Elaborating on what that perception of IT leaders to themselves and the business means, White noted that at the start of the pandemic, CIOs were mostly busy with getting people to work from home, ensuring system reliability and preventing cyber attacks. As time went on and the crisis continued, their role switched into more strategic imperatives. “It’s all about finding new ways of improving customer and employee experience and opening new digital ways of engaging with both communities,” she said.

When it comes to improving the way companies deal with employees, IT leaders are also having to consider factors such as mental health, with 84% of the CIOs polled concerned about this. The survey found that IT leaders are also actively looking to address that challenge, with seven in 10 of those who reported such concerns introducing programmes to support their team, up from just over 50% before the pandemic.

“CIOs are now very much working towards that future direction, and working on business strategy at the same time, so they’re not waiting for the business to be modified and to adapt, they’re actually helping shape it as it goes,” said White, adding that this new environment creates a range of opportunities for IT leaders.

“I think what’s going on here is that [CIOs have] much more interesting work, with a much longer time horizon for projects. And that is very much happening alongside [business] people, as they shape the direction of the business evolution, rather than being the receiver of the strategy and then having to interpret it into technology,” she pointed out.

The influence that CIOs are now wielding is, in some respects, is a double-edged sword, according to KPMG’s Bates, because there’s a huge demand on them for rapid instant technology scale. “Those that were already well-positioned, having embraced cloud, mobility or modern architectures, made it look comparatively easy to rapidly transition to this new world for their workforce and their customers,” he said.

On the other hand, Bates noted that IT decision-makers working at less advanced organisations had to do what most would have said was impossible just a few months ago, and worked around the clock to make that transition to digital happen, which isn’t sustainable. “The challenge for a lot of CIOs is that they’re going to have to have a very different operating model, and a different team,” he said.

Crisis response

In the crisis response in the months to come, the Harvey Nash/KPMG survey identified four models:

  1. Hard reset: Representing 7% of the organisations polled, this is where recovery will take a long time after long-term economic damage. The study noted this includes the travel industry, where businesses will struggle to recover due to permanently lowered demand for their offerings, insufficient capital to ride out an extended recession, as well as poor digital transformation execution.
  2. Transform to re-emerge: Applicable to 38% of businesses polled, and typically found in sectors such as retail with stores going online, this relates to organisations that will see business models changing along with how their customers want to interact with them, with recovery taking place along a protracted path. This will demand requiring capital reserves to transform operating models and cater to new consumer expectations.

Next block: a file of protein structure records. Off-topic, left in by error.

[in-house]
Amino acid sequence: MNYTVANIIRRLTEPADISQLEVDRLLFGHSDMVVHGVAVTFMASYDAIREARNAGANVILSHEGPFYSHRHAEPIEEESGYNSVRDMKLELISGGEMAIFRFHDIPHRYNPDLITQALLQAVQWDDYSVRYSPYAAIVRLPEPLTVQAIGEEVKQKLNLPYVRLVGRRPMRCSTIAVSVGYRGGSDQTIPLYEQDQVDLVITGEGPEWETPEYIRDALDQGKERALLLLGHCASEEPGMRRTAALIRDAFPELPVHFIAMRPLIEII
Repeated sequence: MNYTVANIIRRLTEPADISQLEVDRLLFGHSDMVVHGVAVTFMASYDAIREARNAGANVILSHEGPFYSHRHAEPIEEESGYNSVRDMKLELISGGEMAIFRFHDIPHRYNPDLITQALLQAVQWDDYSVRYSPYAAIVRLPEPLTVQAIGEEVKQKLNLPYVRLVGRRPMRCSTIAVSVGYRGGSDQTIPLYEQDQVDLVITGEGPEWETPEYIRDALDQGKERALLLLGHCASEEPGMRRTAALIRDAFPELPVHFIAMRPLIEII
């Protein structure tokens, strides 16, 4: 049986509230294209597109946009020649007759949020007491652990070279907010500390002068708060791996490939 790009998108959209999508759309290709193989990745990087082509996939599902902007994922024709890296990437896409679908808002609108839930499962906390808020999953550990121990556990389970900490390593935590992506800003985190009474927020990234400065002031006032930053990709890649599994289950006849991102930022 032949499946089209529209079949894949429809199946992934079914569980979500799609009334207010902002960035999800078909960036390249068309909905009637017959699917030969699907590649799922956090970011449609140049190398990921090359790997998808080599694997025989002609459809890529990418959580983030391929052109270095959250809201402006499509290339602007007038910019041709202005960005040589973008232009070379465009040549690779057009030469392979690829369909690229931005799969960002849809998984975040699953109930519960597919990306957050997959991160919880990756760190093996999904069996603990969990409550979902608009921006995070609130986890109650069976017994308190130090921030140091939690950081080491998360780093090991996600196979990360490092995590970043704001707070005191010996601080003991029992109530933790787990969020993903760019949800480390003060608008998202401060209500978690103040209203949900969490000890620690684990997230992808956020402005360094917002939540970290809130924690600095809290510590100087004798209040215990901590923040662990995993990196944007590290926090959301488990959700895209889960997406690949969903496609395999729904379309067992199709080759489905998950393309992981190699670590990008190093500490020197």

3. Modified business-as-usual: In this trend, which applies to 26%, and applicable to businesses in segments such as utilities, organisations providing daily essentials that will suffer during the consumer slowdown but recover more quickly as consumer demand rebounds, requiring adoption of digital technologies will bring in new levels of performance and improve customer engagement.
  4. Surge: This model is applicable to companies in segments such as technology, which scale rapidly to meet changes in consumer behaviour present due to Covid-19. Such companies, like Zoom and Skype, will need to seek to protect the gains they have made during the pandemic and decide on elasticity of what they have gained. These represent 29% of the organisations polled.

“They’re going to have to step into a role of being more of an architect and less of an operator. For some CIOs, that is not a large leap, but for traditional operators, that is going to be a very significant challenge,” added Bates.

On the traits of CIOs who are likely to weather the crisis, Bates said they tend to be extremely methodical and not just have a vision, but are deliberate about executing on it, and are constantly playing that back to the leadership. “They’re their customers, the progress they’re making on the execution of that vision, which is always very clear. So they have credibility that goes along with their influence,” he explains.

The other element of those who manage to hold on to their influence, according to Bates, is that they’re changing their IT operating model fundamentally so that it can run at different speeds. “Traditional IT operating models are very monolithic, so it’s hard to change them,” he noted. When it comes to how this increase in influence will play out in the years to come, the consultant believes there will be a large portion of CIOs who “get” that and step forward and continue to wield the influence they are now enjoying, but not all leaders will be able to do that.